LENSCRATCH Student Prize 3rd Place Winner: Evie Metz
Evie Metz is our third place student prize winner for her work titled, Seeking Stephanie, an intriguing and unique response to feeling displaced in a new location as many young adults do when leaving home for college. While viewing these photographs, I feel a multitude of emotions both banal and strange that are triggered by nostalgia brought on by her use of film aesthetic and unusual image pairings. These moments captured feel as though they are suspended without a clear representation of time or location. I find this work to be an expression of self-discovery and a visual illustration of the self-consciousness felt when uprooted from the familiar. This Fall, Evie will begin studying for her MFA at the Virginia Commonwealth University (VCU).
Evie Metz was born and raised in a small town of South Florida and currently lives in Baltimore, Maryland, where she just completed four years at MICA (Maryland Institute of College of Art) and received a BFA degree. Through her photographic process, Evie develops a distinct style and palette as she adapts her way of seeing and responding to moments around her. She is primarily a film-based photographer interested in telling stories through visual means. Her photographs are not staged or planned, but rather the result of reacting to her present surroundings in an effort to preserve moments perhaps otherwise unnoticed. By highlighting and capturing these passing moments, their ordinary purpose becomes decontextualized. In these rituals of life, from the most personal spaces of her own to the more unfamiliar of strangers and friends, she captures special instances of the world around us that exceed her own initial motivations for self-understanding.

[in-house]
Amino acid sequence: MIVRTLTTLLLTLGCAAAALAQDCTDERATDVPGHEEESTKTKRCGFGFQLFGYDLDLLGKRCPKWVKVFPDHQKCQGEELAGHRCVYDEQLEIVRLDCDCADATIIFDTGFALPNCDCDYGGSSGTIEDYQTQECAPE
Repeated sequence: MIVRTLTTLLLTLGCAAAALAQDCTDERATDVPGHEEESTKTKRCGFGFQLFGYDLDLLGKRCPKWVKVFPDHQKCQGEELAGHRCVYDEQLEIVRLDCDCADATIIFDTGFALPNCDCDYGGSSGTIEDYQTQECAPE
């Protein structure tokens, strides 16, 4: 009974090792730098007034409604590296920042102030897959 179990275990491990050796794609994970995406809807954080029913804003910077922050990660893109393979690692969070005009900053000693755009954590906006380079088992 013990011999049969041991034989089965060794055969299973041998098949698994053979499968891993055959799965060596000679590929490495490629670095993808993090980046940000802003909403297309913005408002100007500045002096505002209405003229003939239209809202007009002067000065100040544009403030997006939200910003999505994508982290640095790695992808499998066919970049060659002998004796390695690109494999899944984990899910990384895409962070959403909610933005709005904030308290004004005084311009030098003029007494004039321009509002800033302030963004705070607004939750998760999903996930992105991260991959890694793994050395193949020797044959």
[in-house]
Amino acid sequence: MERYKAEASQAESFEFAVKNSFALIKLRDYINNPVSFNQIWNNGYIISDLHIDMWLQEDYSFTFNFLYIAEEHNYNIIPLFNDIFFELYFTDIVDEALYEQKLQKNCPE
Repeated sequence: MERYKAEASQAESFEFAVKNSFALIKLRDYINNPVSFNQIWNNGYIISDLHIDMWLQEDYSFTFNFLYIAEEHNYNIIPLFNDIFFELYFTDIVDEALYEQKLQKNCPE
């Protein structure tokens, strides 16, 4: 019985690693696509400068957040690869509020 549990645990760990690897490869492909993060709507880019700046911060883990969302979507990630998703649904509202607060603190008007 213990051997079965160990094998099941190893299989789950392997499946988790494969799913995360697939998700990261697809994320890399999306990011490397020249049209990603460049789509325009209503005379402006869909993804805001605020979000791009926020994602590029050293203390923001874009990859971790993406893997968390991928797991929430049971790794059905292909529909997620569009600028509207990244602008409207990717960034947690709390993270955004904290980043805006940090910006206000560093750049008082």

The title is derived from a decision I made before leaving home for college. My birth first name is Stephanie. In anticipation of relocating to an unfamiliar city, I felt motivated and more comfortable behind the mask of a moniker. Upon arriving in Baltimore, I introduced myself as “Evie”. In many ways there seemed to be an important differentiation between these names with respect to identity. However the role of artist and self has become so intertwined that I no longer feel the differentiation. This merging of identity, personality, and understanding have all come to the surface while shooting these photographs that mark an ending of this four year period of self-discovery. Together these photographs create a diarist poem that channels self portraiture in many aspects. There is constant confrontation between dual forces, that of the external against that of the internal, spaces of coolness towards moments of warmth, and animalistic tendencies towards the humane.
Whose work inspires you right now?
Always Bob Dylan. Recently I’ve been reading crime novels and pulp-fiction, like James M Cain and Mickey Spillane. A favorite author of mine I return to is Jim Carroll. I read his diaries first when I was 14. Tristessa might be my favorite Kerouac. The Robert Aldrich film Kiss Me Deadly… but especially the Peter Bogdanovich film The Last Picture Show! I’ve been listening to the album Roast Fish, Collie Weed, & Corn Bread over and over too.
How did you become interested in photography and what led you to choose it as your major of study?
I’ve always thought I notice things that go unseen. The making of pictures became my way to save and highlight these important moments. I soon realized that by making photographs I gained a deeper understanding of the world around me. One of the strongest ties I have to making images is that they always seem to reveal more truth than I could otherwise express verbally.